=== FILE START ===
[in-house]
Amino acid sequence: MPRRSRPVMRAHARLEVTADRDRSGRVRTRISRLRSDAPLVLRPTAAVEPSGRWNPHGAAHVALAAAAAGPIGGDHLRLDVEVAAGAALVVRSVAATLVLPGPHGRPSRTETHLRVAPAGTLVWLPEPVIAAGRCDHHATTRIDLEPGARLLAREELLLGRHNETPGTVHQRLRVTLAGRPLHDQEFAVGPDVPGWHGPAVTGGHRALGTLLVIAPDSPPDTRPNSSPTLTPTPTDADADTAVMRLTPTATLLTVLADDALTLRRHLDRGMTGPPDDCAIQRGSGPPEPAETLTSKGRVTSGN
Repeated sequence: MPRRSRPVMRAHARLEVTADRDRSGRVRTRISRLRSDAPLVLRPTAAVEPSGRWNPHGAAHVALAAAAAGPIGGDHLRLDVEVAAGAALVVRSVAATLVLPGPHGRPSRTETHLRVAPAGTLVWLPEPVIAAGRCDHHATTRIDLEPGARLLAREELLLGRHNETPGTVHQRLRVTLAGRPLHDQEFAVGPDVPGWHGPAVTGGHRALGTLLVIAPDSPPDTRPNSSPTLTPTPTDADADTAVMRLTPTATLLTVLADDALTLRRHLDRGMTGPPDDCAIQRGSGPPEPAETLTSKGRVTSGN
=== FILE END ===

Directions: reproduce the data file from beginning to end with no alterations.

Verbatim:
[in-house]
Amino acid sequence: MPRRSRPVMRAHARLEVTADRDRSGRVRTRISRLRSDAPLVLRPTAAVEPSGRWNPHGAAHVALAAAAAGPIGGDHLRLDVEVAAGAALVVRSVAATLVLPGPHGRPSRTETHLRVAPAGTLVWLPEPVIAAGRCDHHATTRIDLEPGARLLAREELLLGRHNETPGTVHQRLRVTLAGRPLHDQEFAVGPDVPGWHGPAVTGGHRALGTLLVIAPDSPPDTRPNSSPTLTPTPTDADADTAVMRLTPTATLLTVLADDALTLRRHLDRGMTGPPDDCAIQRGSGPPEPAETLTSKGRVTSGN
Repeated sequence: MPRRSRPVMRAHARLEVTADRDRSGRVRTRISRLRSDAPLVLRPTAAVEPSGRWNPHGAAHVALAAAAAGPIGGDHLRLDVEVAAGAALVVRSVAATLVLPGPHGRPSRTETHLRVAPAGTLVWLPEPVIAAGRCDHHATTRIDLEPGARLLAREELLLGRHNETPGTVHQRLRVTLAGRPLHDQEFAVGPDVPGWHGPAVTGGHRALGTLLVIAPDSPPDTRPNSSPTLTPTPTDADADTAVMRLTPTATLLTVLADDALTLRRHLDRGMTGPPDDCAIQRGSGPPEPAETLTSKGRVTSGN